A Surprising Way to Celebrate Christmas and New Years in the Early 1800s

A Surprising Way to Celebrate Christmas and New Years in the Early 1800s

by Sandra Merville Hart A surprising way those living in the country celebrated Christmas and New Years in the early 1800s was with Shooting and Raffling Matches. A generous person bought gifts Someone in the community bought generous amounts of coffee, tea, and other goods and wrapped them in many small packages. These goods would then be raffled off at a specific price per chance. Shooting at a target took place during the day with a rifle. Raffles happened in the evening. Raffle winners found by coins in a hat To find raffle winners, copper cents were tossed into a hat, shaken up, and thrown on the table by a chance holder. The most number of heads in a certain number of throws decided the winner of the prize. Shooting New Year Shooting New Year was another...

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Tuskegee Airmen: Amazing American Heroes

The following article was submitted by Jordan Bryson, who interviewed Joseph Gomer, a Tuskegee Airman, as part of a history project. Who were the Tuskegee Airmen? The Tuskegee Airmen, an Army Air Corps program, trained blacks to fly and maintain combat planes during World War II. It included pilots, navigators, maintenance, instructors, and all the people who kept the planes in the air. A 1925 War College Study said that blacks could not fly or maintain complicated machinery like a military airplane. In the 1940s, black men came to Tuskegee Institute in Alabama to prove the 1925 study wrong. They were very good, which opened the door for the military to be integrated (units open to everyone, regardless of race or religion). The black press spread the word about...

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Letter Carriers Deliver to Homes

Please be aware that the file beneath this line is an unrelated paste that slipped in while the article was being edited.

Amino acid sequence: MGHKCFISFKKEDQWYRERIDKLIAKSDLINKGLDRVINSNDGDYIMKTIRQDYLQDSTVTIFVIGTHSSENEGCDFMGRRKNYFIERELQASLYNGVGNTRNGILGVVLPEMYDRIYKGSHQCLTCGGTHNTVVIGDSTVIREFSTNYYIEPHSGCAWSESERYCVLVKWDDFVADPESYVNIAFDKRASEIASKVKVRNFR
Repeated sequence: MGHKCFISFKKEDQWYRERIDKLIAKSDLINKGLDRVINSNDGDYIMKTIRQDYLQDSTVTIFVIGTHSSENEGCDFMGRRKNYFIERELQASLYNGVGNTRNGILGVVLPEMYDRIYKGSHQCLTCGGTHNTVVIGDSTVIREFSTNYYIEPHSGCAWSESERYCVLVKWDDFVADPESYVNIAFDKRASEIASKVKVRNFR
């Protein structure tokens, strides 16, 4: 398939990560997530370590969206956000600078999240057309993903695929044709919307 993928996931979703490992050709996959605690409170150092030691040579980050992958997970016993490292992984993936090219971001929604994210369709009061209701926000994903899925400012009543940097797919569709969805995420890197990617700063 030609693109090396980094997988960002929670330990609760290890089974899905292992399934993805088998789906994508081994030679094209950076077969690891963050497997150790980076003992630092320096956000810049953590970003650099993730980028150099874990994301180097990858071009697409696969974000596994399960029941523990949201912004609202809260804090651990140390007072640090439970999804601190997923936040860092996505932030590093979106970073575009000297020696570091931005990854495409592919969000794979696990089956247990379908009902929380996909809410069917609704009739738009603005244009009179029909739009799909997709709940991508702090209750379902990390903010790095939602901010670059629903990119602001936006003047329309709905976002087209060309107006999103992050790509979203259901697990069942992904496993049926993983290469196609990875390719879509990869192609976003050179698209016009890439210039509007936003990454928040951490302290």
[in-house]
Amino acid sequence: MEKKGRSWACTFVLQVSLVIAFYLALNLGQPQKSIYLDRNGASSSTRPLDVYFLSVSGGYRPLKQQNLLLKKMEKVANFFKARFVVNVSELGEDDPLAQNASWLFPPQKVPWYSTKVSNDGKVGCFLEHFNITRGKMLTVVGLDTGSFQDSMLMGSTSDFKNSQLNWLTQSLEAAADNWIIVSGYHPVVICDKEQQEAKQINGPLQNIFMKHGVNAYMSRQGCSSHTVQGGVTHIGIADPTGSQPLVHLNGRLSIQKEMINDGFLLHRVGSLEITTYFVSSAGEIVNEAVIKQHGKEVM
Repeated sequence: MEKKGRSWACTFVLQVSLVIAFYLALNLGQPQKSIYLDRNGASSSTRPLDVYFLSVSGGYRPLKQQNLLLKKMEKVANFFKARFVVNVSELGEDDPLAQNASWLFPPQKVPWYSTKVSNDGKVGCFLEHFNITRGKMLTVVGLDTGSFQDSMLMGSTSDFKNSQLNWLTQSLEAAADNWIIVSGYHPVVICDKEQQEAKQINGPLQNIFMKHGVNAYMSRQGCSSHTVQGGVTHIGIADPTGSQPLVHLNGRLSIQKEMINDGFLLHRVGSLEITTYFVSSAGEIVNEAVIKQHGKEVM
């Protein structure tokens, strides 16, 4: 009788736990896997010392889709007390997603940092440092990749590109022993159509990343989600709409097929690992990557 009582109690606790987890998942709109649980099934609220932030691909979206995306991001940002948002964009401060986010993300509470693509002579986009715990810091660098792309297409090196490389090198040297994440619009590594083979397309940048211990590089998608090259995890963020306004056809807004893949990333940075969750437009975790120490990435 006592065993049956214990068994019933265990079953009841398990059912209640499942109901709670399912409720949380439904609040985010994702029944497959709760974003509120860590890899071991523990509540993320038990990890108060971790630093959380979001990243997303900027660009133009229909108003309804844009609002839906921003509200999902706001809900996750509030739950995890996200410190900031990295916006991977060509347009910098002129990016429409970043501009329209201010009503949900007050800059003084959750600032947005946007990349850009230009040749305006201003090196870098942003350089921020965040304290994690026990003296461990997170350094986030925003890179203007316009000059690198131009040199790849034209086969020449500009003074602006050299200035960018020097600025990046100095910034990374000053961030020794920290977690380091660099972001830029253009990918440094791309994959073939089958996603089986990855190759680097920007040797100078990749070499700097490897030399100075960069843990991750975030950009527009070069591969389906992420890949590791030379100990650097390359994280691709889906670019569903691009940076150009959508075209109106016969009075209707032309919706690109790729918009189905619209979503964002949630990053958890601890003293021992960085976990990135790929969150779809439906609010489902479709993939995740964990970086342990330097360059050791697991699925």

Letter Carriers Deliver to Homes

by Sandra Merville Hart Before the Civil War, everyone had to visit the post office to pick up their mail.     The U.S. Postal Service begins home delivery in Ohio. In 1863, Joseph Briggs, one of the postal workers in Cleveland, Ohio, convinced the officials to deliver the mail for free to those living in the city. Soon other cities received free mail delivery.   After the Civil War ended, many soldiers who had been disabled in the war became letter carriers. Only cities with over 20,000 people received free mail delivery. At first, the Post Office only provided free mail delivery to cities with a population over 20,000. After 1887, the number was lowered, but it still didn’t include small towns and those living in the country. Those living on farms...

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Mail by Pail

Mail by Pail

by Sandra Merville Hart Delivering the mail to isolated areas has been a challenge over the years for the Post Office. In 1845, a new service called Star Routes began. Private letter carriers were hired to deliver the mail these areas, allowing the person to decide the best way to do to the job. Some surprising ways have been used. Stagecoaches Stagecoaches delivered the mail before the Star Routes began. Stage companies wanted mail contracts because delivering mail made the most money. They continued to be used until the early 1900s. Mail bags were stored under the driver’s seat. Horseback riders replaced some of the stagecoaches. Water Routes A mail boat is used in Magnolia Springs, Alabama to deliver mail. Twenty-five miles by boat would be eighty-five...

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Neither Snow nor Rain

Neither Snow nor Rain

by Sandra Merville Hart “Neither snow, nor rain, nor heat, nor gloom of night, stays these couriers from the swift completion of their appointed rounds.” Many people believe that this quote, which means that postal workers will deliver the mail regardless of the weather, is the official motto of the U.S. Postal Service.     The U.S. Postal Service does not have an official motto. Although our country’s post office doesn’t have an official motto, there’s a good reason for the confusion. This quote is engraved on the outside of the building of the James A. Farley Post Office building in New York City. This building, which is the main post office in the city, is located at 8th Avenue and 33rd Street. The motto was used in ancient...

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Passenger Pigeons

Passenger Pigeons

by Sandra Merville Hart Passenger pigeons were once so numerous in the United States that they made up 25% to 40% of all the birds in our country. There are estimates that between 3 billion and 5 billion passenger pigeons were here around the time of Christopher Columbus. Sadly, these birds have all died and are now extinct. Darkened the Sky These birds flew in huge flocks. There were so many pigeons flying overhead that they darkened the sky for hours. With a great cloud of birds about a mile wide and up to 300 miles long, they sometimes blocked the sun from morning to evening for several days. Very fast Passenger pigeons flew very fast. It is estimated they flew about sixty miles an hour, which is around the speed limit on the highway. Searched for...

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